bullet

They can assist the teacher in forward planning

bullet

They can be used to involve pupils in on-going classwork

bullet

They can give pupils opportunities to articulate their understanding

bullet

They should give opportunities for successful answers, but should also provide challenge

bullet

Pupils’ communication skills can be improved

bullet

Social skills can also be improved

bullet

Pupils can be invited to ask questions themselves, which can lead to more sophisticated discussions

bullet

Pupils can be led to question their own learning and enter the realms of metacognition (reflecting on the learning process), with wide-ranging benefits

Types of questions:

bullet

Lower-order questions may simply call for a memorised fact; higher-order ones will invite the pupil to explore an idea and give a more expansive answer

bullet

Closed questions call for a simple factual response and may often be answered by “Yes” or “No”; open questions invite a more extensive response, often without “rightness” or “wrongness” being an issue

bullet

There are many different ways of categorising types of questions, with Socratic questioning being a specific example. This promotes the idea that pupils should be encouraged to explore, to consider reasons and evidence, to project forward to consider implications/consequences etc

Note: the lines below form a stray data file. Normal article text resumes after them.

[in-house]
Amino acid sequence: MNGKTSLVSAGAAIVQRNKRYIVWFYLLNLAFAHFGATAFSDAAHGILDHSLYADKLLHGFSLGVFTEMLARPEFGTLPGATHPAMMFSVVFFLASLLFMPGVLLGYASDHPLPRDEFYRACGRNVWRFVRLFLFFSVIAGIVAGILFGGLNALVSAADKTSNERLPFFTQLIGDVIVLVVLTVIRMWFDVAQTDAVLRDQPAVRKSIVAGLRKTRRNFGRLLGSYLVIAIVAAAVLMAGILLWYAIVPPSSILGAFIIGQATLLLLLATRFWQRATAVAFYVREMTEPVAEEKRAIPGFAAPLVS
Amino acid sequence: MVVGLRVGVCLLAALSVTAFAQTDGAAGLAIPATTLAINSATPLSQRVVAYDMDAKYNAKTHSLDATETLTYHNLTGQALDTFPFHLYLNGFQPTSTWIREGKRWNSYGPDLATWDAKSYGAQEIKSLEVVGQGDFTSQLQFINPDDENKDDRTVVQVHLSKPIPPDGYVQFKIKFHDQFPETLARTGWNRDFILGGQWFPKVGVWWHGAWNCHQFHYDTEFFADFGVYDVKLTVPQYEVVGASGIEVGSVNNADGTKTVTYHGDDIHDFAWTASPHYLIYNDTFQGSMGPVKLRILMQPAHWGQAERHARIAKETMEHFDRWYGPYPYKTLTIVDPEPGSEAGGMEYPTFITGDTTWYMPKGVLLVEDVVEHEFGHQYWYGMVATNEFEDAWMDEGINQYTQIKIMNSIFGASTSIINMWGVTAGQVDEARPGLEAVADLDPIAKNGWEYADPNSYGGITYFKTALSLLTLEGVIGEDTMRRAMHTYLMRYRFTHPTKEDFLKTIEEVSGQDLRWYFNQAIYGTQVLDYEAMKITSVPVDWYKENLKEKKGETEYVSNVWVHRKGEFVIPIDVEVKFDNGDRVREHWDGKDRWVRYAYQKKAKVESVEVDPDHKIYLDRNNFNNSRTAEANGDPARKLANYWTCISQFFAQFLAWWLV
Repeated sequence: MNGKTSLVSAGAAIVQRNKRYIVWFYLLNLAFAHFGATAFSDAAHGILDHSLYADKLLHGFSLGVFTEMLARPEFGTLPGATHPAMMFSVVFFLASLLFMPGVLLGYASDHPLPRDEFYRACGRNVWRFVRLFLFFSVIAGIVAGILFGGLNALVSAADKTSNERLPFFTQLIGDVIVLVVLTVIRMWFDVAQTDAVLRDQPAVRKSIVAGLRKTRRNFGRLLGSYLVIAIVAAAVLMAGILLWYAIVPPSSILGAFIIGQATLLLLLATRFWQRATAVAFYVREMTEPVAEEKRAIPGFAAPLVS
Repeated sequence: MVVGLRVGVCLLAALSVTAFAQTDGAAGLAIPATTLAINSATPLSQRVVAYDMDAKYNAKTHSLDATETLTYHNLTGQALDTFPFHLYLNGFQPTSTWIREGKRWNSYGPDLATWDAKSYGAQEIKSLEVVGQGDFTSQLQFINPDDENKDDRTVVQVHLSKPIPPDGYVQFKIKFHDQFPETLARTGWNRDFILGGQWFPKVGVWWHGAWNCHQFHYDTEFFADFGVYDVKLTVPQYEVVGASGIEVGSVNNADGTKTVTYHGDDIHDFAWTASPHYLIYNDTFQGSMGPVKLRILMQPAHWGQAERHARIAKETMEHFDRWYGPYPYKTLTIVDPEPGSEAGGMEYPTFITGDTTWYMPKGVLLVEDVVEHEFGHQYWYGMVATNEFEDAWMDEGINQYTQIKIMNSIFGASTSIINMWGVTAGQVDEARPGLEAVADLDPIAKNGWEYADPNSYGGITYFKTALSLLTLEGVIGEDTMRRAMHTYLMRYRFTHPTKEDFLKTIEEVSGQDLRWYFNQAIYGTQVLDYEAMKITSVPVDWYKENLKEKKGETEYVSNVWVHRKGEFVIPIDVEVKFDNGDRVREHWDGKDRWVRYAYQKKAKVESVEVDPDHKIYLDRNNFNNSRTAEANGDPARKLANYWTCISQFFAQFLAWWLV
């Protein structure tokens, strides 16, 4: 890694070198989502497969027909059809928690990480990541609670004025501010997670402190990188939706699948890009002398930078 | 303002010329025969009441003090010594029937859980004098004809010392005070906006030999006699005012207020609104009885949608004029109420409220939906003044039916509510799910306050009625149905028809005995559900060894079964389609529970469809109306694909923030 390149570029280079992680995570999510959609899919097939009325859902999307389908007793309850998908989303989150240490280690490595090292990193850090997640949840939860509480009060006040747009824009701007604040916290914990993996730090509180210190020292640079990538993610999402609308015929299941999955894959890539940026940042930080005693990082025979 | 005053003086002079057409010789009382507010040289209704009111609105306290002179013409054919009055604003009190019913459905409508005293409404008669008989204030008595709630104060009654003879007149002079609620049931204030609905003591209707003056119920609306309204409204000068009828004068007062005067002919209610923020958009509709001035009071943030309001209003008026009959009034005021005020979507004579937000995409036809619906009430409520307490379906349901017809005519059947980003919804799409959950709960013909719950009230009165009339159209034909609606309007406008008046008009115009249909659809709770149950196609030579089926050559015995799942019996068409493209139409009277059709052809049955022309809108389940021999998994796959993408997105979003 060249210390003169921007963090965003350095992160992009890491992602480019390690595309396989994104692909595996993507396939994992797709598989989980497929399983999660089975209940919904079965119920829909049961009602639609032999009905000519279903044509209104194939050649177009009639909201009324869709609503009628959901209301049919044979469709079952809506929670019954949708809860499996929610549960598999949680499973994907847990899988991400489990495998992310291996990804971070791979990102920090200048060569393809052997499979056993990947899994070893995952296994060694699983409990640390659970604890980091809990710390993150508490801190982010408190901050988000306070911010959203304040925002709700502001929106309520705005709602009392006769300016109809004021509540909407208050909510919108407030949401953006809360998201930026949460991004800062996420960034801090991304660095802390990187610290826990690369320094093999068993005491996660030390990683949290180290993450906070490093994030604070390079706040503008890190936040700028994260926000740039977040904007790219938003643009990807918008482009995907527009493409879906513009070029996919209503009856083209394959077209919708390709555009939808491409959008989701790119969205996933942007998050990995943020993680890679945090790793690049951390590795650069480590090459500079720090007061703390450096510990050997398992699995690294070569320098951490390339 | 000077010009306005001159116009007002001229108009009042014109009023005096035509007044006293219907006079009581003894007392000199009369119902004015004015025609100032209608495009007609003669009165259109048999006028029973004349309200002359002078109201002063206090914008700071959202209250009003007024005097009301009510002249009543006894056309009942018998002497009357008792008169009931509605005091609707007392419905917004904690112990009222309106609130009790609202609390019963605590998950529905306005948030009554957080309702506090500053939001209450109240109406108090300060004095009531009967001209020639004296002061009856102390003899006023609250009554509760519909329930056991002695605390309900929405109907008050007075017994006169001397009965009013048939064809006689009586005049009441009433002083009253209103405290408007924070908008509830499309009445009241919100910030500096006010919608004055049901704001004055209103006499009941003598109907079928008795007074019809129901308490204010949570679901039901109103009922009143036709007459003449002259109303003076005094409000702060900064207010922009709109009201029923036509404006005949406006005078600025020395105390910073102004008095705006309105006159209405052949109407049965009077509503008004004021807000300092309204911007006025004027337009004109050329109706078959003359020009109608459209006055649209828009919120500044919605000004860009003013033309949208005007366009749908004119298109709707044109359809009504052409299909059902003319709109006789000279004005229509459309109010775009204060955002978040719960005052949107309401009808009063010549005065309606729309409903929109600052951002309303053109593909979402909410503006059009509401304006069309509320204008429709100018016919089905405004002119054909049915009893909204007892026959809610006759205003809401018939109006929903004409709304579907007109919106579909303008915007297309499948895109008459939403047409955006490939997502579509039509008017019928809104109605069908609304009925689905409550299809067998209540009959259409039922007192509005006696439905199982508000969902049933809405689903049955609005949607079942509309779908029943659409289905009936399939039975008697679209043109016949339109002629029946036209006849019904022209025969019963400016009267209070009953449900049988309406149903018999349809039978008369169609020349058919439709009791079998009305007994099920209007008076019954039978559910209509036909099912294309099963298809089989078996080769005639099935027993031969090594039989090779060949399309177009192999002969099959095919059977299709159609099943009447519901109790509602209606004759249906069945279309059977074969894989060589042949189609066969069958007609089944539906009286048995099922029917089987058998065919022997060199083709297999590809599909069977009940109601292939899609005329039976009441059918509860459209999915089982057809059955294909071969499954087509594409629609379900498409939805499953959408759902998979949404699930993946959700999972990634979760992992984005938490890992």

bullet

One much-used system of analysing questions is through Bloom’s Taxonomy...

Bloom’s taxonomy:

 
bullet

This divides types of learning into what may be seen as an ascending hierarchy:
 

  • Knowledge (recall of factual information)

  • Comprehension (showing understanding of the information recalled)

  • Application (consideration of practical relevance of information)

  • Analysis (ability to investigate elements of the information)

  • Evaluation (ability to make judgements about the nature of information)

  • Synthesis (using information to move forward in a creative way)